Tuesday, September 20, 2011
Book review: The Complete Maus: A Survivor's Tale, Art Spiegelman
A powerful book about a young man's coming to understand his father, and his own father's story of surviving the Holocaust.
I read it because it was on Time's list of 100 best non-fiction books, and I'm glad I did. It seemed that wherever I went with the book, someone stopped me to tell me how deeply it had affected them, and what a great book it is.
I thought it was very powerful, although I don't feel like I learned anything new about how people managed during that time. In fact, I'm sure that Spiegelman's story is not typical. Time and again he tells of how he happened to know someone, or had ingratiated himself in some way to an overseer that got him extra food or special privileges. And of course, he started out the ordeal with some wealth that he was able to retain. It was his ability to trade upon his money and his own resourcefulness that ultimately allowed him to save himself and his wife.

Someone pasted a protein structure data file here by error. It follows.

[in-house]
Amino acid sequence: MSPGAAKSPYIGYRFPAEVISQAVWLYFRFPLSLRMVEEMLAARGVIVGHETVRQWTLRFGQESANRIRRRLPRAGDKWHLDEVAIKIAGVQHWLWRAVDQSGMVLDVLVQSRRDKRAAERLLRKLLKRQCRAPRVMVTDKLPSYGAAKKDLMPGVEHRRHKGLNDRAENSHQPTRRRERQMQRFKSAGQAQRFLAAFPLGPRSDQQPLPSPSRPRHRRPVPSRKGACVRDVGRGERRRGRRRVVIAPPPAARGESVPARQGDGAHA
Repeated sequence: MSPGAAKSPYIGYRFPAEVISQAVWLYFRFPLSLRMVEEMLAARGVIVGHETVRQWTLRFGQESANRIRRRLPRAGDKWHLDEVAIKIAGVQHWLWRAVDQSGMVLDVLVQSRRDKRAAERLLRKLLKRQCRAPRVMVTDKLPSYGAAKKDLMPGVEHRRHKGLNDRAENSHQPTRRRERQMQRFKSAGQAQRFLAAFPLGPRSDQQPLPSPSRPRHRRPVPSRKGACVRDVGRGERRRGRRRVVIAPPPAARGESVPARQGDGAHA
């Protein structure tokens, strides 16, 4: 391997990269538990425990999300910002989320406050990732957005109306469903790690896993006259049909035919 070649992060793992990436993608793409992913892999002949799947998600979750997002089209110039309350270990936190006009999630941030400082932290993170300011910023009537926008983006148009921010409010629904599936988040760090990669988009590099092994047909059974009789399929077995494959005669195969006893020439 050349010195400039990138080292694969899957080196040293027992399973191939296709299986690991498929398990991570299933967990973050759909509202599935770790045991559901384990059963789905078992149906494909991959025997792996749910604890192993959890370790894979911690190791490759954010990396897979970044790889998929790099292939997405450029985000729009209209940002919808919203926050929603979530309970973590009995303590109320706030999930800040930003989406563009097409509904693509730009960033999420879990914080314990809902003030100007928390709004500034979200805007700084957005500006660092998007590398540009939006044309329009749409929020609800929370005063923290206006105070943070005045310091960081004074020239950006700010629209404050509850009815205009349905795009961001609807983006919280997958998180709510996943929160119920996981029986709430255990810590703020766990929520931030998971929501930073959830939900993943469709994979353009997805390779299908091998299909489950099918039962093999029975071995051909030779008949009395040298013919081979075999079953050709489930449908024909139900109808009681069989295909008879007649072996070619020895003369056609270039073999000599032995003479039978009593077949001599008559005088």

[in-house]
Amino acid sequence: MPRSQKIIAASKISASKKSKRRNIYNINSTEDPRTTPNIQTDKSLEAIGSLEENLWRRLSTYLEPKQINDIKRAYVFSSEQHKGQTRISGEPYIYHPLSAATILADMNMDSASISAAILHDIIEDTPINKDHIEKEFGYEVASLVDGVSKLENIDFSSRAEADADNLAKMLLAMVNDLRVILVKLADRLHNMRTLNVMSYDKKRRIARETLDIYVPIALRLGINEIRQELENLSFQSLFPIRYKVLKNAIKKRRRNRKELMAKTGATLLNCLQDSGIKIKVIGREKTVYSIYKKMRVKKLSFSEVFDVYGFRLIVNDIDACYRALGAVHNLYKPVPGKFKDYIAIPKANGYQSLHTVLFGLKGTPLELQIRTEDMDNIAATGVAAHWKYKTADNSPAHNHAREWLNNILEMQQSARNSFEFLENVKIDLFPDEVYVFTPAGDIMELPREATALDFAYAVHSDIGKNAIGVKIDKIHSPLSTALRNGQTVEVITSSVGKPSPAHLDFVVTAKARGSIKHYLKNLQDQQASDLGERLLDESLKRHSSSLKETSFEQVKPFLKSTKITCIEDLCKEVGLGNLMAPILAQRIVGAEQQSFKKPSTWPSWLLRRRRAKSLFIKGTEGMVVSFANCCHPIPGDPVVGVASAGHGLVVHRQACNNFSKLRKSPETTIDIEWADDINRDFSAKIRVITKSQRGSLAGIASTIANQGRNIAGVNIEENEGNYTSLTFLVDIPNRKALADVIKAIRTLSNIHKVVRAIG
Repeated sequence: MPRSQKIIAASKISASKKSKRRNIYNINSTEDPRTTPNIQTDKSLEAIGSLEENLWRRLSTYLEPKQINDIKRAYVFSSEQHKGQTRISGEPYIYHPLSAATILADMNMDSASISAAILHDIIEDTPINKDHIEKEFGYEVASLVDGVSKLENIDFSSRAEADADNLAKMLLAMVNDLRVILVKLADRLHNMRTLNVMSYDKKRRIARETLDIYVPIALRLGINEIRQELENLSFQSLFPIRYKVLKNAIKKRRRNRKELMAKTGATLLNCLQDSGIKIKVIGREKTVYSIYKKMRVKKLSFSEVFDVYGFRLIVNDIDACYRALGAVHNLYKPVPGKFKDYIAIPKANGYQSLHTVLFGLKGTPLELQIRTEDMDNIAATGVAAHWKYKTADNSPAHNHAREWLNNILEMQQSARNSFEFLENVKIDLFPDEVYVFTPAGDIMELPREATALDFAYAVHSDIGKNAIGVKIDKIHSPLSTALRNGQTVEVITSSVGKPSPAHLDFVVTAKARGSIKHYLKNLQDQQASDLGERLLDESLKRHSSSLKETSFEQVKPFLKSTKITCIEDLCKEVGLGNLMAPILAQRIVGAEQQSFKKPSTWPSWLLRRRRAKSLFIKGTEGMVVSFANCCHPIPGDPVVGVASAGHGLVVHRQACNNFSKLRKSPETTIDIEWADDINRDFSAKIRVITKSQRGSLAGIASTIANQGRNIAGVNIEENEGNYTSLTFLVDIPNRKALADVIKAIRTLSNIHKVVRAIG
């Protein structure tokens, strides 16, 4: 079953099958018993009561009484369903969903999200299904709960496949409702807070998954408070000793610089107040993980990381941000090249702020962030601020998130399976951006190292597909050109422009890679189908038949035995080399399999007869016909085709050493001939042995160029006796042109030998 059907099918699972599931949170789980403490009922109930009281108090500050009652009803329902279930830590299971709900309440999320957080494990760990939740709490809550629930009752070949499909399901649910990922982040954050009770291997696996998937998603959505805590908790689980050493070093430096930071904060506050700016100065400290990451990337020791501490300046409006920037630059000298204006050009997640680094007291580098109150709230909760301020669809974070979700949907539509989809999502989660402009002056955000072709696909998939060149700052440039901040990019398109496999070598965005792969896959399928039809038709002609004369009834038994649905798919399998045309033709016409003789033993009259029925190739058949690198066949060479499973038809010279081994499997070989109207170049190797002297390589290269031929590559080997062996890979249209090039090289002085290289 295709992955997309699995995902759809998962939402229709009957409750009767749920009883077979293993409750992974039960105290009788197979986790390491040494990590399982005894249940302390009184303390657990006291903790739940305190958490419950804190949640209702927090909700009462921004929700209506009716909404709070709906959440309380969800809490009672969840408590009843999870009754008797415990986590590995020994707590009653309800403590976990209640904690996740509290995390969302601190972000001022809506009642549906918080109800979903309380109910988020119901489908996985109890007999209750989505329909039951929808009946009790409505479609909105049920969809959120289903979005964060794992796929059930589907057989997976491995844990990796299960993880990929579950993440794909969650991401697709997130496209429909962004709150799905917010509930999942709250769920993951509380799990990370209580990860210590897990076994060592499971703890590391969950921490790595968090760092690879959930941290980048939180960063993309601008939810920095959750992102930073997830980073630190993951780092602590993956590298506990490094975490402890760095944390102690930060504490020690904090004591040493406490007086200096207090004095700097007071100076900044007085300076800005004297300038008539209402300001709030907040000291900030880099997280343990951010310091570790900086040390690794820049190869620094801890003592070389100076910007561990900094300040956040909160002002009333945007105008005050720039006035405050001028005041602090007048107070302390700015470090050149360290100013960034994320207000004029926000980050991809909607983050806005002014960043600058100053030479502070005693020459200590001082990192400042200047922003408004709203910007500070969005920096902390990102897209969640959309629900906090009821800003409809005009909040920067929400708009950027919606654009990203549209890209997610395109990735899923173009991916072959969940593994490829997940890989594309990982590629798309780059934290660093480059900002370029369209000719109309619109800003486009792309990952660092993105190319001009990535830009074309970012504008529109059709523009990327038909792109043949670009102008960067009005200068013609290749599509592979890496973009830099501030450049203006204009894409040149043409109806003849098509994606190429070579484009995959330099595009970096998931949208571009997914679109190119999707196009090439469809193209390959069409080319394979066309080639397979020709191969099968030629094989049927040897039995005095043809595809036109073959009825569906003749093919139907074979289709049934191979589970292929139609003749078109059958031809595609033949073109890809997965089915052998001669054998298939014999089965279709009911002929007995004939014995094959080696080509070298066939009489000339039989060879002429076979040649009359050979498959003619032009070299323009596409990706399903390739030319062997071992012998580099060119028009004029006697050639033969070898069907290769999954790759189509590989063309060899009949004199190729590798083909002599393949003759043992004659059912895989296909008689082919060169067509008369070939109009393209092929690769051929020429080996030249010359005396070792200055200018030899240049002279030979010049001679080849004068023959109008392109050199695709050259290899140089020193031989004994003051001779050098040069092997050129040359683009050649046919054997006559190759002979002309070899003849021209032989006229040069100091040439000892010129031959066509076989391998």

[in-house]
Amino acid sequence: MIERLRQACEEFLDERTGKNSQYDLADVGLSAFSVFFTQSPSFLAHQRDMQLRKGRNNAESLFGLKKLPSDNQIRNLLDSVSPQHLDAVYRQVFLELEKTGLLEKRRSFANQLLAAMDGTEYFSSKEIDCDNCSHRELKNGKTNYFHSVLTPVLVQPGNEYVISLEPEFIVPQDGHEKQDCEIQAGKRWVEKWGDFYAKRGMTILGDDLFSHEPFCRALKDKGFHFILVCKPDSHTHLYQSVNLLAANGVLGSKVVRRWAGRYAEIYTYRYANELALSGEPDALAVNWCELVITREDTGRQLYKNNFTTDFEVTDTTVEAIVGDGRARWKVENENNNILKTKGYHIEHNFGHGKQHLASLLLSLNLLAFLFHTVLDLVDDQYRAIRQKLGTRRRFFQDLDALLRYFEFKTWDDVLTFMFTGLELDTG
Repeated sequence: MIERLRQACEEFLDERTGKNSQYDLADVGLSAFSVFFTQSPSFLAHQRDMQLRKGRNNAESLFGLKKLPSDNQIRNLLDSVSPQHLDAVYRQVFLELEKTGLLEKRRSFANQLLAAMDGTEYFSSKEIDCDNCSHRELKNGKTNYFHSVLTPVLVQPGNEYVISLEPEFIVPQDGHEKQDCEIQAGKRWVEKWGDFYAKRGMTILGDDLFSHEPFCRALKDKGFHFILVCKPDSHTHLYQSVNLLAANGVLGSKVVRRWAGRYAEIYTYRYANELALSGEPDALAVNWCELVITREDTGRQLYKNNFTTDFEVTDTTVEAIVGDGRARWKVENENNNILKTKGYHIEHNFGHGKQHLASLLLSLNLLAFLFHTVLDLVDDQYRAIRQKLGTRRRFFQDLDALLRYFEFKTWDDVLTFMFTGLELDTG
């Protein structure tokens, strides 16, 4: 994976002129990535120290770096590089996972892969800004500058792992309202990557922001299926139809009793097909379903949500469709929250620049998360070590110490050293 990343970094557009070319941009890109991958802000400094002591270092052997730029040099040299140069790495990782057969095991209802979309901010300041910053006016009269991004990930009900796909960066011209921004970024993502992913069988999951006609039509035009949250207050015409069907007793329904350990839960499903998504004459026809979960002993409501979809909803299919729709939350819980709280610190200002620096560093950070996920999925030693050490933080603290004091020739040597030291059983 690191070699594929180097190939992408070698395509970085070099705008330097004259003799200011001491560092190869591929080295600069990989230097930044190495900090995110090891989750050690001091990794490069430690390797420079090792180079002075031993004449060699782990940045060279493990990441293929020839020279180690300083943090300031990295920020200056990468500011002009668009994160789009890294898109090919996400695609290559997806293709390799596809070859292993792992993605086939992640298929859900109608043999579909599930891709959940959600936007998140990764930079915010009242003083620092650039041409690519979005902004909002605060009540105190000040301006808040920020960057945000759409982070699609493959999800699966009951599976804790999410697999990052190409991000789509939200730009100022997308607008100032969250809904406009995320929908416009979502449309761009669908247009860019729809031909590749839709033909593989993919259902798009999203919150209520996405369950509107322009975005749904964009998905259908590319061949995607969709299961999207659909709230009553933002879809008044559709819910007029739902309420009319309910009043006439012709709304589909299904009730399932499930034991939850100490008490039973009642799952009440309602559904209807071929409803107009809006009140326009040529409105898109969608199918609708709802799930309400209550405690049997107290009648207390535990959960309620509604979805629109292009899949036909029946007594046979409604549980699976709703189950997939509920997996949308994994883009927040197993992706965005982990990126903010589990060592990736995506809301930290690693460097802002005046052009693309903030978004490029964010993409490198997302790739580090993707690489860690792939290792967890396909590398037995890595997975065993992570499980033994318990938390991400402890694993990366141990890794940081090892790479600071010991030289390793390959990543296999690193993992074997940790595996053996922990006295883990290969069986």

His extraordinary ability to bargain and persuade and push for what he wanted, and his singleminded determination, are what saved him. But it's easy to see how those qualities which were so important during wartime Poland didn't translate well to peacetime America. His son had a hard time understanding him, because he had no true concept of what his father had endured, and how he came to be that way.
His son did eventually reach out in order to learn about his story, and to try to connect with his father, although I didn't see their relationship improve much over the course of the story.